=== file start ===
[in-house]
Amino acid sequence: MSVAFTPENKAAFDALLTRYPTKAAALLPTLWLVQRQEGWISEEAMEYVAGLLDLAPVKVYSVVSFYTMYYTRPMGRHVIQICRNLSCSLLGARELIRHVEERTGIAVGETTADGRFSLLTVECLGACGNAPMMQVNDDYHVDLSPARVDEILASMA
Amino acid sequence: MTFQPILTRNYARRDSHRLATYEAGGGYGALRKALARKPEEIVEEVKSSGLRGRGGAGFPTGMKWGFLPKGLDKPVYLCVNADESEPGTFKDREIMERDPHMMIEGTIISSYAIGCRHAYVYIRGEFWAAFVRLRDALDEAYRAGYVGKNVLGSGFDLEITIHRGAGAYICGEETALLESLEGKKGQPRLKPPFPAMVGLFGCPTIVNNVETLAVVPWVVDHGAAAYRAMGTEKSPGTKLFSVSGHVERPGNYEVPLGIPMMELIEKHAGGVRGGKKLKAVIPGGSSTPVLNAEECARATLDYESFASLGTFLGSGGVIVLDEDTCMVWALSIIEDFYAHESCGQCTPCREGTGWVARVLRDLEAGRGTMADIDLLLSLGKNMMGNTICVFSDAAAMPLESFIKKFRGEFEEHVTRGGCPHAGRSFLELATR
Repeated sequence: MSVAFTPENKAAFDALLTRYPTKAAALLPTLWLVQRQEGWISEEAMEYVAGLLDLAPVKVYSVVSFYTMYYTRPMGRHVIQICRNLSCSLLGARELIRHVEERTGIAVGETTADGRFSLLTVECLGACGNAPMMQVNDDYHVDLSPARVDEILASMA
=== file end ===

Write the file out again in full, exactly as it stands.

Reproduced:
[in-house]
Amino acid sequence: MSVAFTPENKAAFDALLTRYPTKAAALLPTLWLVQRQEGWISEEAMEYVAGLLDLAPVKVYSVVSFYTMYYTRPMGRHVIQICRNLSCSLLGARELIRHVEERTGIAVGETTADGRFSLLTVECLGACGNAPMMQVNDDYHVDLSPARVDEILASMA
Amino acid sequence: MTFQPILTRNYARRDSHRLATYEAGGGYGALRKALARKPEEIVEEVKSSGLRGRGGAGFPTGMKWGFLPKGLDKPVYLCVNADESEPGTFKDREIMERDPHMMIEGTIISSYAIGCRHAYVYIRGEFWAAFVRLRDALDEAYRAGYVGKNVLGSGFDLEITIHRGAGAYICGEETALLESLEGKKGQPRLKPPFPAMVGLFGCPTIVNNVETLAVVPWVVDHGAAAYRAMGTEKSPGTKLFSVSGHVERPGNYEVPLGIPMMELIEKHAGGVRGGKKLKAVIPGGSSTPVLNAEECARATLDYESFASLGTFLGSGGVIVLDEDTCMVWALSIIEDFYAHESCGQCTPCREGTGWVARVLRDLEAGRGTMADIDLLLSLGKNMMGNTICVFSDAAAMPLESFIKKFRGEFEEHVTRGGCPHAGRSFLELATR
Repeated sequence: MSVAFTPENKAAFDALLTRYPTKAAALLPTLWLVQRQEGWISEEAMEYVAGLLDLAPVKVYSVVSFYTMYYTRPMGRHVIQICRNLSCSLLGARELIRHVEERTGIAVGETTADGRFSLLTVECLGACGNAPMMQVNDDYHVDLSPARVDEILASMA